I'm terrified to join a critique group. I don't feel like I'm ready for one (will I ever?) but I do have a fellow writer friend who has critiqued some for me. She is awesome. As far as I have been able to find, the closest critique group to me is an hour away. I don't beleive my town even has one!

    As for workshops, I don't know how to find them. Any suggestions?

    I did find a writers conference that happens about an hour away from me every year. I'm hoping to be able to afford it next year. They seem to have some great workshops.

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  4. To me, two absolute musts... join SCBWI and join a writer's critique group.

    Your local chapter of SCBWI will have workshops and conferences where you can not only meet other writers, but editors and agents and you get to submit a number of pages for a one-on-one conference with editors/agents/or published writer. It's invaluable! (Oh SCBWI is for children's writers and illustrators. I am not sure if you write for adults or children...)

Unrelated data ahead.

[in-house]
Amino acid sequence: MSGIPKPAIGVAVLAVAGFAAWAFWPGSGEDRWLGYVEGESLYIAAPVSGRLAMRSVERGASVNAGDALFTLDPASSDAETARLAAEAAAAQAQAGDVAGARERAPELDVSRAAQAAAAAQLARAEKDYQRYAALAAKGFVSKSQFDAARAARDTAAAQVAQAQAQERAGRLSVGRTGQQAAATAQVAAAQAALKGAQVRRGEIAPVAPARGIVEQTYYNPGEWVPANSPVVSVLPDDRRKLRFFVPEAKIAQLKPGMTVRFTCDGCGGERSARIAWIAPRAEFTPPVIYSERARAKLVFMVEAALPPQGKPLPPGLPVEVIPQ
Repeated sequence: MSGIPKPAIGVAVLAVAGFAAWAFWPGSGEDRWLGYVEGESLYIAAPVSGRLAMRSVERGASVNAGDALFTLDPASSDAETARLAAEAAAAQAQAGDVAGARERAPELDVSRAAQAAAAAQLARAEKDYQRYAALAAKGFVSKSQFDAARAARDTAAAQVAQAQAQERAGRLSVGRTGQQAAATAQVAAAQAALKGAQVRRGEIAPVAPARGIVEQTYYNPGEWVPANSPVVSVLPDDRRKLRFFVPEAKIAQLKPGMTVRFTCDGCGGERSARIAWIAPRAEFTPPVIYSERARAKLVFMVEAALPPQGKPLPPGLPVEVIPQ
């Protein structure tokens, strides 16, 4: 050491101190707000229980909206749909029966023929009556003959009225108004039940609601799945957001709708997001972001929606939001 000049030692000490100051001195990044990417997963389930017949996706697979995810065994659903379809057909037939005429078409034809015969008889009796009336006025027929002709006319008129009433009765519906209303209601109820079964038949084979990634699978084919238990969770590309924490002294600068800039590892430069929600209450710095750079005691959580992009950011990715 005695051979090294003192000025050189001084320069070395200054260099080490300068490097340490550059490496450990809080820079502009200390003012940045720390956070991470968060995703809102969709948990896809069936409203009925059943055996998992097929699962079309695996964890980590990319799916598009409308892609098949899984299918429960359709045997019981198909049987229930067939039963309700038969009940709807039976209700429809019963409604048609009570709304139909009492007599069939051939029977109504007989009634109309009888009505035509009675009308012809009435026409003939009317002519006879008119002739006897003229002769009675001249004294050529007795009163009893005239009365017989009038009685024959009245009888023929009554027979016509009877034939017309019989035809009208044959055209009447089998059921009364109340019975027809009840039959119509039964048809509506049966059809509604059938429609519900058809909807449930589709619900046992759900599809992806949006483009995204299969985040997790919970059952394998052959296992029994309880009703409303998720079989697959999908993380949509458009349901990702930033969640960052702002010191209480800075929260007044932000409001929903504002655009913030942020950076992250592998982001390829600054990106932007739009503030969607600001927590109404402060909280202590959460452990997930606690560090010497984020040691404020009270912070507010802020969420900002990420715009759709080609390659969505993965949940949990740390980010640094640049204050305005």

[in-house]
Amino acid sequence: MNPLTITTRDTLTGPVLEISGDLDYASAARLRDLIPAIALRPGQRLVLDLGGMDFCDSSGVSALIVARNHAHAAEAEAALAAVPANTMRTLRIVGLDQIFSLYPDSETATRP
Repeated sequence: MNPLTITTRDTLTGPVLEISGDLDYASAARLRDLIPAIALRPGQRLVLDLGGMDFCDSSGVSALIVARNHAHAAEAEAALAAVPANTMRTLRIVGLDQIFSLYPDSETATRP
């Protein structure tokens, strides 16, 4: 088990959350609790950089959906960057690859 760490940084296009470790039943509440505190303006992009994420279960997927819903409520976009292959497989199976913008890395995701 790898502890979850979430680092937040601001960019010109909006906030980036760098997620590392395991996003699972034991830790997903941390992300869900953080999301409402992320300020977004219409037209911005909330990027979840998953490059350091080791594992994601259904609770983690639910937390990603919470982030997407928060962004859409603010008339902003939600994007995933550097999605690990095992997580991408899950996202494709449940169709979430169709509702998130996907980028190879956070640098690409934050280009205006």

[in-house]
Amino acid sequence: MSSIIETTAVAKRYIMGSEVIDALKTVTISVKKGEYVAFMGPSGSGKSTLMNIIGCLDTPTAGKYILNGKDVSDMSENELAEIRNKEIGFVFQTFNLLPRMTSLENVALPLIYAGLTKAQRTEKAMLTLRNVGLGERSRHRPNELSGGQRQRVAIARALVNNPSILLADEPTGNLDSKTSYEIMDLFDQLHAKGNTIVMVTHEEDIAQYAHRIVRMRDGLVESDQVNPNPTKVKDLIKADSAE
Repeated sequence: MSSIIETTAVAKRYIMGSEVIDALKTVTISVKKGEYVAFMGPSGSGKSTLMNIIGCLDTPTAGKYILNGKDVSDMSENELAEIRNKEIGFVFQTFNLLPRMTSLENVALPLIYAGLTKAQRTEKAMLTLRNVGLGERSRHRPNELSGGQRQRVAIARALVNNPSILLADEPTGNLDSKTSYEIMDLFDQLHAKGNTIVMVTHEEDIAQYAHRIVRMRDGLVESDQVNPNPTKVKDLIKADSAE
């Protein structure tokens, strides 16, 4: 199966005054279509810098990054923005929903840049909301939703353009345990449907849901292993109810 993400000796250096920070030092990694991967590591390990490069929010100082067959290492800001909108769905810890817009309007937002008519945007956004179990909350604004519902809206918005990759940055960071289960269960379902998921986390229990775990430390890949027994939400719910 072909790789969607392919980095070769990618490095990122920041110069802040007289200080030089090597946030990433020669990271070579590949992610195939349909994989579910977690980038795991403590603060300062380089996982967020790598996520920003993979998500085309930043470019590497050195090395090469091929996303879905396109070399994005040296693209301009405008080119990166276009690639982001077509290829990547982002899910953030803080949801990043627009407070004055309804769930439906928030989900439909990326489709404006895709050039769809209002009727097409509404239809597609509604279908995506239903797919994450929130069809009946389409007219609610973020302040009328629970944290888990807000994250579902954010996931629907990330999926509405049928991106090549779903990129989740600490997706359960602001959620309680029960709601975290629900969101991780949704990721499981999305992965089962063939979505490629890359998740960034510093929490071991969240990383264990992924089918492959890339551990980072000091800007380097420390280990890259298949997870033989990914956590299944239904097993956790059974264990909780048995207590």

Second I couldn't find a writer's group to join, so I started my own. I went to my local library and asked if they would be interested in supporting me. They said yes. A year later, we have 6 groups, about 40 or more members, and events with guest speakers (for free because the library sponsors us). Doris Ettlinger is coming to speak to us in September.

    These two things, plus reading books in my genre and books on crafting (oh and blogging) has helped me immensely.

    But I know how you feel. I hear the first novel is the hardest because not only are we trying to write a novel, but trying to figure out how to do it as we try to discover our characters and story. No small feat!

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  5. Writing creates improvement. You have to write. Constantly.

    But don't be hard on yourself. You're a good writer!